A Public Sphere for Poetry, Politics, and Nature
Came home from that war trailing death like ground fog.
Wandered summers, did trim carpentry in Texas, bartending,
landed in Memphis working for a marble mill
where with old Thomas (eighty, born of a slave child)
I cleaned fancy mausoleums of rich folk in the graveyard.
Where old Goldmouth had leaked down from his coffin
and stained the marble I’d sand and clean
and make brand new and after, go home
to the rooming house and pull my quart of gin
from the toilet tank where I hid it from the crone
who took the rent and snooped.
Some memories are like those songs that get stuck
in your head and won’t leave.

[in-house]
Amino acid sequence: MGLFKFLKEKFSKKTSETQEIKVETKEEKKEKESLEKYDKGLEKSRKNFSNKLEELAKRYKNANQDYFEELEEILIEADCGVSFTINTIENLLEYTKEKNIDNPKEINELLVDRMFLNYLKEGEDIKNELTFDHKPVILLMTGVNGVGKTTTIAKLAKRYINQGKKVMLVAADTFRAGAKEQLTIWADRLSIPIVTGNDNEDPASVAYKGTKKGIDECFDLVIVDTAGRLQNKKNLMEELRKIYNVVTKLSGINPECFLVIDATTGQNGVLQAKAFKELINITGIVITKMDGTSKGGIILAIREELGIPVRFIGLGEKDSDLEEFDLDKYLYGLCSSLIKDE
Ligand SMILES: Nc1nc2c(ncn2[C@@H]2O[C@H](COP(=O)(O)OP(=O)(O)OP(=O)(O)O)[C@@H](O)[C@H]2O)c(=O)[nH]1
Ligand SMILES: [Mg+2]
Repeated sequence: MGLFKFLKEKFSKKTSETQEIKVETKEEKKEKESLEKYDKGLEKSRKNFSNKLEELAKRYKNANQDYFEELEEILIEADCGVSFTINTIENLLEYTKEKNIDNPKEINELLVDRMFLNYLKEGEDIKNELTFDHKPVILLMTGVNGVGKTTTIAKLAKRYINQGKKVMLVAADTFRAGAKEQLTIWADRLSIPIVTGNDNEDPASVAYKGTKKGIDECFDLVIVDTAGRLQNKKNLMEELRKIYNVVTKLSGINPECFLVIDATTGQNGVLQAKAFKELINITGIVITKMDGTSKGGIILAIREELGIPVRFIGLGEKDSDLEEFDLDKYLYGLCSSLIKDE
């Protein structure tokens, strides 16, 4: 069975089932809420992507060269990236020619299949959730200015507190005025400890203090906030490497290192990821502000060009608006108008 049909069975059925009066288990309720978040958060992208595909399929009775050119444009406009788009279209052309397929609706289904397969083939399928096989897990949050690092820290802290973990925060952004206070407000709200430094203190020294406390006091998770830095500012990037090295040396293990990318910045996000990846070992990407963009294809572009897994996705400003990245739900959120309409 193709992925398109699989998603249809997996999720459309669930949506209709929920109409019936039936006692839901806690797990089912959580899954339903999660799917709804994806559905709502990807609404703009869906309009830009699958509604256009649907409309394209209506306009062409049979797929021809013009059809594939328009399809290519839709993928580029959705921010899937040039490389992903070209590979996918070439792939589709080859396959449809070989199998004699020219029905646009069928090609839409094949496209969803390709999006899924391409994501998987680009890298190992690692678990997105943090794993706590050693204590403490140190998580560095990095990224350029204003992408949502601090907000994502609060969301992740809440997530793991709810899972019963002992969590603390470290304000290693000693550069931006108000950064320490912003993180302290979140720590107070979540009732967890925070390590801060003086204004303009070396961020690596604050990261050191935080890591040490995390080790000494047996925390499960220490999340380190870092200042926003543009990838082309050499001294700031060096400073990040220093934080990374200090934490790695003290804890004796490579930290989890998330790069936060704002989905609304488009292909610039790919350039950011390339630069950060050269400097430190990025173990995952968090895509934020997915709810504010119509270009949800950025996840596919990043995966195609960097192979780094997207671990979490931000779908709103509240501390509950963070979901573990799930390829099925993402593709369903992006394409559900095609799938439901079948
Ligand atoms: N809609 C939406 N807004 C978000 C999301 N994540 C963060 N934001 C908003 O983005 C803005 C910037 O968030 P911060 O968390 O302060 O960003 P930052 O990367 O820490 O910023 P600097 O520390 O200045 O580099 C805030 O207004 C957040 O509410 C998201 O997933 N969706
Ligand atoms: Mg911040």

I thought I’d write it out and kill it off.
But what did it was turning seventy-one last year
and thinking about how the lights
are going out behind me and catching up.
Who’d want a tomb? Some place where those
who probably hated old Goldmouth still come,
pretend to do homage and instead look both ways and spit.
I thought about how we cling to the self:
a grave where others come to remember you,
a place to have a name and presence still.
And I thought how clean are ashes and how fine
to have them flung somewhere out in the field where maybe
you fell in love, and gave your best, for all the wildflowers, yes.
copyright 2015 Doug Anderson